Thanksgiving … the holiday that used to always leave me feeling fuzzy-headed and with a stomachache. Well I’ve adjusted our traditional menu to include more vegetable side dishes and not so many starchy sides full of butter and cream. Since the majority of us at the dinner table are related and therefore may share the same food sensitivities, the menu has been tailored to our collective digestive issues. I think we are enjoying the day a bit more comfortably these days.
I mean, why keep preparing and eating the same foods year after year if everyone is getting bloated, gassy, and falling into a carb coma? Let’s put together a tasty, colorful Thanksgiving meal that doesn’t end in abdominal discomfort and guilt.
I like to make Maple Dijon Roasted Brussels Sprouts & Squash. It’s full of super nutritious veggies sweetened subtly with a little bit of real maple syrup.
For many of us switching olive oil for butter or trading coconut milk for cow’s milk makes digestion a lot smoother. Sometimes just a subtle tweak like using half good quality butter and half avocado oil in a recipe instead of all butter or subbing some spelt or buckwheat flour for all-purpose will do the trick. Play around with your recipes and test these changes. Most Thanksgiving recipes are pretty forgiving and an equally delicious version can be featured on the table.
Here are some ideas to help you plan for a meal your digestive system will be thankful for:
– don’t feel like you have to give in to a meal with no options. Make sure you serve or bring something that you can enjoy
– eat a bit of protein like a hard cooked egg, grilled chicken strips, or seasoned tofu strips before you leave for the feast to settle your appetite for a while. You’ll make better choices when face to face with the appetizers.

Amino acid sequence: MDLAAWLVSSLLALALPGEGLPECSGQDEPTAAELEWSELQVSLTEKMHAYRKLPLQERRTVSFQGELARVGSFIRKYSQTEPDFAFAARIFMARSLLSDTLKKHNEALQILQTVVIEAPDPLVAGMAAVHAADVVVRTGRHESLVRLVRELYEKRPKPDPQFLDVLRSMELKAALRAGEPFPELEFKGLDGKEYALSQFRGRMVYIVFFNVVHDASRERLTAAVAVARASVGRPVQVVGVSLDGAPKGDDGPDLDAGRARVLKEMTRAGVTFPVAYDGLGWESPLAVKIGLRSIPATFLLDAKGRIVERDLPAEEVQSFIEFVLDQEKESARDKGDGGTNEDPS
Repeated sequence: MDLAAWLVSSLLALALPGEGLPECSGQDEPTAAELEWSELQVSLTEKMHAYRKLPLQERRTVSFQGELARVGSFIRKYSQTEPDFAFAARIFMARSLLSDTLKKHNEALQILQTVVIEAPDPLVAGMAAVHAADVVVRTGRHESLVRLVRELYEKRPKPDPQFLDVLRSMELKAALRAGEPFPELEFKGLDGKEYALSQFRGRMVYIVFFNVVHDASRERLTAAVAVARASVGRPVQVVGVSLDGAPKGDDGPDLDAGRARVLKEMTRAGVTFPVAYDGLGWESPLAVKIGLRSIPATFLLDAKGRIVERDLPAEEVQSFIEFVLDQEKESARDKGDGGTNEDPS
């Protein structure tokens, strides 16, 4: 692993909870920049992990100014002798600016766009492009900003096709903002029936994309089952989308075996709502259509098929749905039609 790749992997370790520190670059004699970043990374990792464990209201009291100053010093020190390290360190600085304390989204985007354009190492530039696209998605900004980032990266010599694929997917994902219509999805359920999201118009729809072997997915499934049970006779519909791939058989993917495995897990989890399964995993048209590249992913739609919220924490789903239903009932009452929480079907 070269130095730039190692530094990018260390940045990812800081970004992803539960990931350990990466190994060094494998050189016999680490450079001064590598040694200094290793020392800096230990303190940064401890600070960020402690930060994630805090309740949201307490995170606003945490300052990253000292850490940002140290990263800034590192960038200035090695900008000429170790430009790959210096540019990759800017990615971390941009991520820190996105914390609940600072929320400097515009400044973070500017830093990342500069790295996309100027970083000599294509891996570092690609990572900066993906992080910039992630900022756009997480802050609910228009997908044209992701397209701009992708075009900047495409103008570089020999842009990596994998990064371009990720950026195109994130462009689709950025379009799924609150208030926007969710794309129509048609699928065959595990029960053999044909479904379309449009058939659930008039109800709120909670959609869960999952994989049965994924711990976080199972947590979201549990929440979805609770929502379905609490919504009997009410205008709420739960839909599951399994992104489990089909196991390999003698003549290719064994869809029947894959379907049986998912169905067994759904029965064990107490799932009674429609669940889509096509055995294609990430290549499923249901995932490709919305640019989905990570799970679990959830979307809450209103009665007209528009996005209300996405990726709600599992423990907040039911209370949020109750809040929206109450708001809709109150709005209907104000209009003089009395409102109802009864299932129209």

– make a commitment with someone else at the party to support each other in sticking to your goals
– If you’re the hostess, serve desserts in small portion sizes so guests won’t feel obligated to eat a whole piece of pie, just a few mouthfuls of yum.
– drink a couple of glasses of sparkling water with a squeeze of lemon or lime before the main meal.
– begin your meal with salad, vegetables, or some soup.
– make your way through the meal slowly and mindfully, taking note of how much you eat and savoring each bite.
Have a Wonderful Thanksgiving Celebration!
Maple Dijon Roasted Brussels Sprouts & Squash
- 1 ¾ pounds brussels sprouts, trimmed, sliced in half
- 1 ½ pounds butternut squash, peeled, seeded, cut into 1-inch pieces
- 2 tablespoons coconut oil, melted
- 2 tablespoons olive oil, divided
- 6 ounces fresh cranberries
- ½ cup pecans, coarsely chopped
- ½ cup medium shallots, thinly sliced
- 1 tablespoon maple syrup
- 1 tablespoon country dijon mustard, the course grain type
- ½ tablespoon white miso paste
- 1 tablespoon sherry vinegar
- ½ teaspoon cinnamon
- Preheat oven to 400℉. Place brussels sprouts and squash in a large bowl and toss with coconut and olive oil, 1/4 teaspoon salt and a pinch of pepper.
- Transfer to 2 parchment paper-lined baking sheets. Roast for 25 – 30 minutes until crisp tender and lightly browned.
- Place cranberries, pecans, and shallots in a bowl and toss with remaining 1 tablespoon olive oil. Transfer to a lined balking sheet and place in oven with sprouts and squash for the last 10 minutes of roasting time.
- Meanwhile, whisk together remaining ingredients in a small bowl.
- When vegetables are finished roasting toss all together with the maple mustard dressing in a large bowl. Transfer to a serving platter to serve.